x Abu Dhabi, UAEWednesday 24 January 2018

Slowly, green buildings get a footing in the UAE

Green design may still be a niche sphere in this part of the world - but that could all be changing.

A lot of thought went into the building hosting Gundeep Singh's business- it took 30 months to design his showroom and 18 to build it.

That is because his aim was for it to qualify for the highest certification under an international accreditation scheme for green buildings - the Leadership in Energy and Environmental Design benchmark.

Now it looks like the 5,110-square-metre showroom will obtain the certification in about three months.

"It has not been awarded yet but we are quite confident we will get platinum," said Mr Singh, founder and chief executive of The Change Initiative, which sells sustainable consumer goods - everything from food and cosmetics to paints and bathroom fixtures.

The showroom is fitted with solar tubes that allow sunlight to penetrate and when artificial lighting is needed, it is provided by efficient LED lights.

About 40 per cent of the energy used in the building is produced by photovoltaic systems on the roof that transform sunlight into electricity. The building also uses water heated by solar power.

Overall, the building employs 2,000 sustainable technologies and its water and energy footprint is half that of other facilities of similar size.

"We invested heavily in this," Mr Singh said, although he would not divulge the exact cost, joking that doing so would "scare people".

The Change Initiative is one of an increasing number of Dubai-based companies for which sustainable premises are important. But the movement in Dubai has yet to reach a critical mass, unlike in Abu Dhabi, said Holley Chant, corporate sustainability director at KEO International Consultants.

"I have yet to see any client in Dubai demanding anything close to the rigour of Estidama," she said, referring to Abu Dhabi's mandatory building scheme.

While the lack of Government mandate in Dubai means green design remains a niche market, in Abu Dhabi the Urban Planning Council's Estidama scheme has transformed the construction industry.

Estidama was made compulsory in 2010, with all new buildings in the emirate having to meet minimum requirements to earn one pearl under its rating system, out of a maximum of five. Government projects have to earn at least two pearls.

"What is happening here is actually a unique example globally," said Ms Chant. Besides improving the new building stock, the scheme has created a market for green construction materials and for design and construction expertise.

"As contractors have come to understand the market, prices have dropped and they see it as a competitive edge," she said.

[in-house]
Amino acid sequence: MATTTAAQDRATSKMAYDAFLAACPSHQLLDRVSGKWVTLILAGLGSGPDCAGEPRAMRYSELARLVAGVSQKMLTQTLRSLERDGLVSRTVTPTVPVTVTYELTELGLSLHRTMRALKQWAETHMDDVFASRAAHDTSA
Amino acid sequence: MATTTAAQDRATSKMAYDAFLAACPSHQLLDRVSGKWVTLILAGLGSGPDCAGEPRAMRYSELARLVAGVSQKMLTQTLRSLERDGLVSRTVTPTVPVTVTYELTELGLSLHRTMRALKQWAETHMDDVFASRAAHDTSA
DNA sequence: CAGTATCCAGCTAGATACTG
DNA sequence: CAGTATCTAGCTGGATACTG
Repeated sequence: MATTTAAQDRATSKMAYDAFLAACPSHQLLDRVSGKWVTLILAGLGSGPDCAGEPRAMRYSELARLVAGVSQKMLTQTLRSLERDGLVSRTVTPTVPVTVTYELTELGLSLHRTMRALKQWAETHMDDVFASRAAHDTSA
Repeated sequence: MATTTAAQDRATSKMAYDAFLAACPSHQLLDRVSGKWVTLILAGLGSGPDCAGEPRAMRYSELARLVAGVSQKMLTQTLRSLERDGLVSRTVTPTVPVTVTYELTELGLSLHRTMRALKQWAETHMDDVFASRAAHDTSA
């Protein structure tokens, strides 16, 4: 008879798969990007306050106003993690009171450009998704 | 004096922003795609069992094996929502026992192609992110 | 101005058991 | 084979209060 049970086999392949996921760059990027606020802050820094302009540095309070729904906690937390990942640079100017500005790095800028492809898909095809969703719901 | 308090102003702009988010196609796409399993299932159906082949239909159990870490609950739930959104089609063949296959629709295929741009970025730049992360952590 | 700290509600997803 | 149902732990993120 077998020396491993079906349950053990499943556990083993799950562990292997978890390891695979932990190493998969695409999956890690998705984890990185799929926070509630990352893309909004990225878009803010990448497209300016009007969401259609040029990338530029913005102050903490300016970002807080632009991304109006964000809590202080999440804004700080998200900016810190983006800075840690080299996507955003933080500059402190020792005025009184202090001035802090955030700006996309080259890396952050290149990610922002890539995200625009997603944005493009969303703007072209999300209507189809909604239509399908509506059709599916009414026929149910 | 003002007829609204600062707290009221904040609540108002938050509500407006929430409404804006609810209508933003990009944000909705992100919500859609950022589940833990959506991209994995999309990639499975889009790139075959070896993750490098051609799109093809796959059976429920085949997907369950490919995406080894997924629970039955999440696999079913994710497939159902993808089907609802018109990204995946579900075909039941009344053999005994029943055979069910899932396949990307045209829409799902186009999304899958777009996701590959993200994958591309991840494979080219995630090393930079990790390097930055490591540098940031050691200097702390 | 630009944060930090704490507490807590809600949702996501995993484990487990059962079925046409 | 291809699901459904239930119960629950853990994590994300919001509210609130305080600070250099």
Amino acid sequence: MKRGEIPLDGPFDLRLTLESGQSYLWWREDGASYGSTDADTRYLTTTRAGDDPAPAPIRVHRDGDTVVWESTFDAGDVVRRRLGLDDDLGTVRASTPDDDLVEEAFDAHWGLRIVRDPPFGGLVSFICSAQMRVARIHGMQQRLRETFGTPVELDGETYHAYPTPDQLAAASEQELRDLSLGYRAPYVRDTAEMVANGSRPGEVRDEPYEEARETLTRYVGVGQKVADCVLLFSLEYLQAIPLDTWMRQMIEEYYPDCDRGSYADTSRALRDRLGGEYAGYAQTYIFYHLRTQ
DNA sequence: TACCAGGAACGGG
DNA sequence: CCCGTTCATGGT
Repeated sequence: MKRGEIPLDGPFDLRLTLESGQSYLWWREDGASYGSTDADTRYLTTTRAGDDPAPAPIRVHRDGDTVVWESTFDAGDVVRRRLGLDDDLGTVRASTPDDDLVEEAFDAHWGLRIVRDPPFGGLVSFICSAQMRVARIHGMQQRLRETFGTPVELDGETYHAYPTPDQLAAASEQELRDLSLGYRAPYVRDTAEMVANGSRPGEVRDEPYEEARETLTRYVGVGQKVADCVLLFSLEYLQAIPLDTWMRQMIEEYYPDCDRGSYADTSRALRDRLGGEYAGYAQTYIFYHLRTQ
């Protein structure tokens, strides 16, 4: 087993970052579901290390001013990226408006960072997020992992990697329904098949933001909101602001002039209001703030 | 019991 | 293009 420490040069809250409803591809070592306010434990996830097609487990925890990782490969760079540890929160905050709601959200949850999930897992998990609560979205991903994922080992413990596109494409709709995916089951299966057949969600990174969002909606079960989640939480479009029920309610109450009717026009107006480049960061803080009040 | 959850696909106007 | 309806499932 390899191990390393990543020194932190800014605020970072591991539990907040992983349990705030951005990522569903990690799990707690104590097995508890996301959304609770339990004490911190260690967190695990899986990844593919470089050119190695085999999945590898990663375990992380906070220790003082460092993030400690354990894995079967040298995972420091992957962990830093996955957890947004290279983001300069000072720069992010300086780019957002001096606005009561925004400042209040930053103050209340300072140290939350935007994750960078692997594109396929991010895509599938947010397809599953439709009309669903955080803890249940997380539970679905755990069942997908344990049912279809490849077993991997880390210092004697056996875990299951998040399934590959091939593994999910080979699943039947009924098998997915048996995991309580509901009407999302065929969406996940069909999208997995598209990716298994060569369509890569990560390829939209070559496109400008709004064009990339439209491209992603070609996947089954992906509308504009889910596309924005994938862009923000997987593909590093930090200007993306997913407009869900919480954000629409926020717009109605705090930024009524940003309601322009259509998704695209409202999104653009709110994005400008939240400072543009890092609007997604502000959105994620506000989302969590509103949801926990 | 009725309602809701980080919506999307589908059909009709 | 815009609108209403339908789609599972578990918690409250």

Among the projects KEO is working on are detailed designs for several new schools in Abu Dhabi. They will have features such as photovoltaic panels to produce electricity, and solar hot-water systems for the swimming pools and shower areas.

Sophisticated air-conditioning systems, shading and other techniques will ensure that the schools have an energy profile of about 140 kilowatt hours per square metre.

The average for such facilities in Abu Dhabi is 200 to 250 kilowatt hours per square metre, said Irene Montserrat, an associate at the firm.

The project is part of a collaboration with the Abu Dhabi Education Council (Adec), which dates to 2009, when KEO was a winner in a design competition. The contest was part of Adec's Future Schools Programme, which aims to build 100 public schools by 2019.

Eighteen new schools are already up, with others on the way. In 2011, Adec was awarded design ratings of three pearls for 10 schoolsunder construction - the first in the emirate to achieve three-pearl ratings.

"If you look at the buildings before 2005, they were dark, they were ageing very quickly and they were very expensive in terms of water and energy," said Alberto Treves, senior manager of educational facilities design at Adec.

The rationale behind sustainable schools was less about a concern for buildings than a concern for people.

The programme is part of the New School Model, an effort to modernise Abu Dhabi's public-school system. To support the new educational model, a new type of building was needed, said Mr Treves. "The most important thing about the schools is that they are educationally appropriate," he said.

For Ms Chant, this example is important in showing the wider benefits of green buildings. Besides energy and water savings, they can promote the well-being of occupants.

"It is now quantitatively proven that a sustainable school produces a better educational result," she said.